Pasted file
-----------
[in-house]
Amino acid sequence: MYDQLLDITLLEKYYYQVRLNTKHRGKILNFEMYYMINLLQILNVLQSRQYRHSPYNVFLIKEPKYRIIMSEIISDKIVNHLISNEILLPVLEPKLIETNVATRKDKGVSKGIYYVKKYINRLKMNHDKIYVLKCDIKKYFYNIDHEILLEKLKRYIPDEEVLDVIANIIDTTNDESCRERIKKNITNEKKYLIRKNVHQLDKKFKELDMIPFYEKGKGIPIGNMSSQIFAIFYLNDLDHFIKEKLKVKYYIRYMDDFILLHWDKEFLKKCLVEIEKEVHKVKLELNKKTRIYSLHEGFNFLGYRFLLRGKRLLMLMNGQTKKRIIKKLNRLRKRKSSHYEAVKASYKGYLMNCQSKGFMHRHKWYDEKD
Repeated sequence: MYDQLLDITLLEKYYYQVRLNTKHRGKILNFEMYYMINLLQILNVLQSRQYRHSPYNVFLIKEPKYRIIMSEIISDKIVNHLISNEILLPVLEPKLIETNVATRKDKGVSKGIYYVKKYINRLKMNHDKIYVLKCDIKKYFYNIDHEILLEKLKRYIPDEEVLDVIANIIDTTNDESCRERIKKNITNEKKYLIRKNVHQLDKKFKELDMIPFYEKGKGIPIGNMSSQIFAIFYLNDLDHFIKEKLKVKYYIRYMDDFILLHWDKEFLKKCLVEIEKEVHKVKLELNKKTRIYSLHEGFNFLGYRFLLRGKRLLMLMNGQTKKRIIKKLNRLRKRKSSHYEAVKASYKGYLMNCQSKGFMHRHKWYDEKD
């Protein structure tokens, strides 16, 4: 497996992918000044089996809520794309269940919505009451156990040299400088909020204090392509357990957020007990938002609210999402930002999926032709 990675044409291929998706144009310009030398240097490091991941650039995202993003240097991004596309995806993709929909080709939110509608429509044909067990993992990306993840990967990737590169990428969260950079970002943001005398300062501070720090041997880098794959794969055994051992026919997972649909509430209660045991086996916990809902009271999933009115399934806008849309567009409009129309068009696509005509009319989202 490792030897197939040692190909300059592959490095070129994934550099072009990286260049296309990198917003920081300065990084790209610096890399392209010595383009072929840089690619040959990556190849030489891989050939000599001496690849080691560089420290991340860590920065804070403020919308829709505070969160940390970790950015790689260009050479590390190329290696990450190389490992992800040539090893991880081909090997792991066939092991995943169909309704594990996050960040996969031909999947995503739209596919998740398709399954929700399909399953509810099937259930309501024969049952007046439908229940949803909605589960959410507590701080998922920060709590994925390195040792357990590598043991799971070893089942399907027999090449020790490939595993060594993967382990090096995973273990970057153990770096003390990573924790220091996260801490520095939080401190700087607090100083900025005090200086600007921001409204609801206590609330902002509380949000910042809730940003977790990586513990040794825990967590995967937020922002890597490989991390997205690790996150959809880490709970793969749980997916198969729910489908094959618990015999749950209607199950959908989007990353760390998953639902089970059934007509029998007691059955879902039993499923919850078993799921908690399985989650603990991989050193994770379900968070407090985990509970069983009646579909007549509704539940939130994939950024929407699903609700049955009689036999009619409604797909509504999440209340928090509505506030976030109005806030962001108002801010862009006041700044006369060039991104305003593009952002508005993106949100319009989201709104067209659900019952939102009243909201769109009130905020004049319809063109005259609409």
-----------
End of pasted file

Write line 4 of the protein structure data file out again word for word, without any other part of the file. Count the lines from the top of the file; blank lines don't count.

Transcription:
């Protein structure tokens, strides 16, 4: 497996992918000044089996809520794309269940919505009451156990040299400088909020204090392509357990957020007990938002609210999402930002999926032709 990675044409291929998706144009310009030398240097490091991941650039995202993003240097991004596309995806993709929909080709939110509608429509044909067990993992990306993840990967990737590169990428969260950079970002943001005398300062501070720090041997880098794959794969055994051992026919997972649909509430209660045991086996916990809902009271999933009115399934806008849309567009409009129309068009696509005509009319989202 490792030897197939040692190909300059592959490095070129994934550099072009990286260049296309990198917003920081300065990084790209610096890399392209010595383009072929840089690619040959990556190849030489891989050939000599001496690849080691560089420290991340860590920065804070403020919308829709505070969160940390970790950015790689260009050479590390190329290696990450190389490992992800040539090893991880081909090997792991066939092991995943169909309704594990996050960040996969031909999947995503739209596919998740398709399954929700399909399953509810099937259930309501024969049952007046439908229940949803909605589960959410507590701080998922920060709590994925390195040792357990590598043991799971070893089942399907027999090449020790490939595993060594993967382990090096995973273990970057153990770096003390990573924790220091996260801490520095939080401190700087607090100083900025005090200086600007921001409204609801206590609330902002509380949000910042809730940003977790990586513990040794825990967590995967937020922002890597490989991390997205690790996150959809880490709970793969749980997916198969729910489908094959618990015999749950209607199950959908989007990353760390998953639902089970059934007509029998007691059955879902039993499923919850078993799921908690399985989650603990991989050193994770379900968070407090985990509970069983009646579909007549509704539940939130994939950024929407699903609700049955009689036999009619409604797909509504999440209340928090509505506030976030109005806030962001108002801010862009006041700044006369060039991104305003593009952002508005993106949100319009989201709104067209659900019952939102009243909201769109009130905020004049319809063109005259609409």